by TuringTest (#45794217) Attached to: Hawaii Desktop Stable Released, Powered By Qt 5.2 & Wayland

That definition is not intended to win trials here, nor to be used in any technical context. Their choice of words means that their target audience is not the stereotypical Slashdot crowd.

It implies that we can install this environment to our families, and still hope to use it ourselves. Some of us believe it's a good thing, that the people who think "the beige box is the hard drive" can use computers. But not many developers know how to make a computer that they can use; making software easy to use is much more difficult than most programmers realize.

Comment: They get it (Score 4, Interesting) 137

by TuringTest (#45787547) Attached to: Hawaii Desktop Stable Released, Powered By Qt 5.2 & Wayland

They have a main webpage with a clean design, and they explain what they do and why anyone in the target audience should care, without falling prey to corporate-speak. That alone bests more than 90% of previous desktop environments, yet is the bare minimum than any user-facing project should have. Plus, the FAQ and About pages actually explain their motivations rather than a few obscure technical details.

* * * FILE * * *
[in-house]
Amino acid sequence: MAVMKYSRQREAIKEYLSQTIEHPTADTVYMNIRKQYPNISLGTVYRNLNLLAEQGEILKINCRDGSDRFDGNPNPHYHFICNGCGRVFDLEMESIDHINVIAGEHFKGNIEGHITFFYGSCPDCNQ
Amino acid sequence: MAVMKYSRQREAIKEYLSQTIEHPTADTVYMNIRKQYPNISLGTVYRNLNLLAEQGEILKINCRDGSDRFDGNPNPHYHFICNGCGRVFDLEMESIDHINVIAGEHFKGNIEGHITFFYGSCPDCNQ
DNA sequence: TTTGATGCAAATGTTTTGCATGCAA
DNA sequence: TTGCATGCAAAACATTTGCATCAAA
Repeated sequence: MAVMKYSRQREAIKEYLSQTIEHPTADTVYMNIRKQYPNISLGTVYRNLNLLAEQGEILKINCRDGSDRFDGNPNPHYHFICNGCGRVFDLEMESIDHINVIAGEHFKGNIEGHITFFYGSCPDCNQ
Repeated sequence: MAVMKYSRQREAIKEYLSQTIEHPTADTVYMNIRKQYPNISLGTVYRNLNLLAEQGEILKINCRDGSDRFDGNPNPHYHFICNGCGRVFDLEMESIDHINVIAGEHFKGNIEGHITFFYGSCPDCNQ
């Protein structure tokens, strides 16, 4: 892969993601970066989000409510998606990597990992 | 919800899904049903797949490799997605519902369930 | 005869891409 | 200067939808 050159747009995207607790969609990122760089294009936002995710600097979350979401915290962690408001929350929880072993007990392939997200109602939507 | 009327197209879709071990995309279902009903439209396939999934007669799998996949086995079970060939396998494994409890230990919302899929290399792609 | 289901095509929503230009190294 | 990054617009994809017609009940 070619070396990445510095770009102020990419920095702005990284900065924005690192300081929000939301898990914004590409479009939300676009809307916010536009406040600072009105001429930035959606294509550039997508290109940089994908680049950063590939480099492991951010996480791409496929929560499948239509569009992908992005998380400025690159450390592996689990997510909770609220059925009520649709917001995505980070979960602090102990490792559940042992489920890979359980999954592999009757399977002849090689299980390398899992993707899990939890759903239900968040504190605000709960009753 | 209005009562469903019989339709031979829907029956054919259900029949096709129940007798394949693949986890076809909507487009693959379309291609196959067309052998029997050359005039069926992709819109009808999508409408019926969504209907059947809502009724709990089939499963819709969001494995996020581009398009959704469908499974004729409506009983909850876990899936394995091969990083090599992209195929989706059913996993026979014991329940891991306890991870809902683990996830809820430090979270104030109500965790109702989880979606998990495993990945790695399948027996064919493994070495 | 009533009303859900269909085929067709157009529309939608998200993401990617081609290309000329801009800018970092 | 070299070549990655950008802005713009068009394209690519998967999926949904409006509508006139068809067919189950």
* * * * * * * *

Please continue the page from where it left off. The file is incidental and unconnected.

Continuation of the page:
That "operating system, a suite of software that makes your computer run" made me shed tears of joy.

Comment: Re:save us from *all* pseudo-science (Score 1) 674

by TuringTest (#45659223) Attached to: New Documentary Chronicles Road Tripping Scientists Promoting Reason

You're just describing human nature there, not an essential difference between science and religion. Most people doing science don't follow their assumptions to their ultimate philosophical consequences, and remain at a comfortable pragmatical ground.

Conversely, there are rational theologians (starting with scholasticism, which existed prior to the modern scientific method) that make all assumptions explicit - they just happen to use a different set of assumptions than positivism. This doesn't make them less rational, although it makes them less scientific.

Comment: Re:Wrong way of doing things (Score 1) 674

by TuringTest (#45658939) Attached to: New Documentary Chronicles Road Tripping Scientists Promoting Reason

Exactly. And most of the time, disproving their whole axiomatic framework through logic is simply impossible to do, as that framework is self-consistent.

Note that this is true for religious beliefs, but it's also true for the scientific method and rationality - their core assumptions are non-falsiable.

Practical people would be more practical if they would take a little more time for dreaming. -- J. P. McEvoy